Albert I. Beach

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Albert Isaac Beach (July 30, 1883 – January 21, 1939), also known as Albert I. Beach (Republican), was the last mayor of Kansas City, Missouri before the city adopted the City Manager form of government. Beach was the son of George Henry Beach and Eva F. (Hull) Beach.

He was born in Olathe, Kansas, graduated from the University of Kansas in 1905, and received his law degree from Washington University in 1907. Beach married Marjorie Marshall, on December 21, 1907.

He moved to Kansas City in 1908 and was elected the city council from the fifth ward in 1910 and the fourth ward in 1912. Elected mayor in 1924, officially intending to make government more efficient, he backed the a referendum to create the city manager government. Beach was Mayor of Kansas City, Mo., from 1924 to 1930.

The first city manager Henry F. McElroy took office in 1926 with the backing of big city boss Thomas Pendergast. McElroy took over Beach's office and he was relegated to a small office. The city manager government was to mark the zenith of Pendergast power.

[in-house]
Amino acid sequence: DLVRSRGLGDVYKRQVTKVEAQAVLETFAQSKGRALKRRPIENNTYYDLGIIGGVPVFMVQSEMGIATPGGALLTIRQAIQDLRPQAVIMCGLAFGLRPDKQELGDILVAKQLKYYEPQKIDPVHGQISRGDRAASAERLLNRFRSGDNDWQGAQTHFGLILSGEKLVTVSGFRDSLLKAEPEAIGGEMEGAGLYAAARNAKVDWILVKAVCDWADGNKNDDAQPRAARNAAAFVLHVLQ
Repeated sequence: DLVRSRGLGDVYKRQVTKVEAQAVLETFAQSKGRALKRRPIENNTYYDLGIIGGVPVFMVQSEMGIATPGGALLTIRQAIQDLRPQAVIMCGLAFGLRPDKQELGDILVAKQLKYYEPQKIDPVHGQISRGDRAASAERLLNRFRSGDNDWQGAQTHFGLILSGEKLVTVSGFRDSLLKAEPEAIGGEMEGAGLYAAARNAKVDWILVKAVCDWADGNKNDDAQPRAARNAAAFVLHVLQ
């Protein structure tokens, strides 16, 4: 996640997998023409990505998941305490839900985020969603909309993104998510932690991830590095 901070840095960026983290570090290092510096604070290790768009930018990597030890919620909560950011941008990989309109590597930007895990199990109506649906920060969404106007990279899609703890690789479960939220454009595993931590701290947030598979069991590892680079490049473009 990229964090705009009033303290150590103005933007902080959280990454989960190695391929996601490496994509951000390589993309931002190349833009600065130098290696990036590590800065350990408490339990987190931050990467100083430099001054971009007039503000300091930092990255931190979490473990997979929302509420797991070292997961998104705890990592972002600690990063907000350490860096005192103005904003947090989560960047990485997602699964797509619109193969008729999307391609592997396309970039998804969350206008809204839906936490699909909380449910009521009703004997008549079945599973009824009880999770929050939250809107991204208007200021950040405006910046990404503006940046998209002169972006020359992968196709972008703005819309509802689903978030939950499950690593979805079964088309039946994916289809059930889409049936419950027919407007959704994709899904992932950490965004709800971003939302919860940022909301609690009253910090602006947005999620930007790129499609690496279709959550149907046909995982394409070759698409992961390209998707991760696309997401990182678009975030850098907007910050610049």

Beach was delegate of the Republican National Convention from Missouri in 1928 and also Presbyterian. Member of the American Bar Association; Beta Theta Pi; Phi Delta Phi; Freemasons.

Died, from coronary thrombosis, in Kansas City, Jackson County, Mo. on January 21, 1939. Interment at Forest Hill Cemetery, Kansas City, Mo.

Notable events during his tenure included:

Political offices
Preceded by
Frank H. Cromwell
Mayor of Kansas City, Missouri
Succeeded by
Bryce B. Smith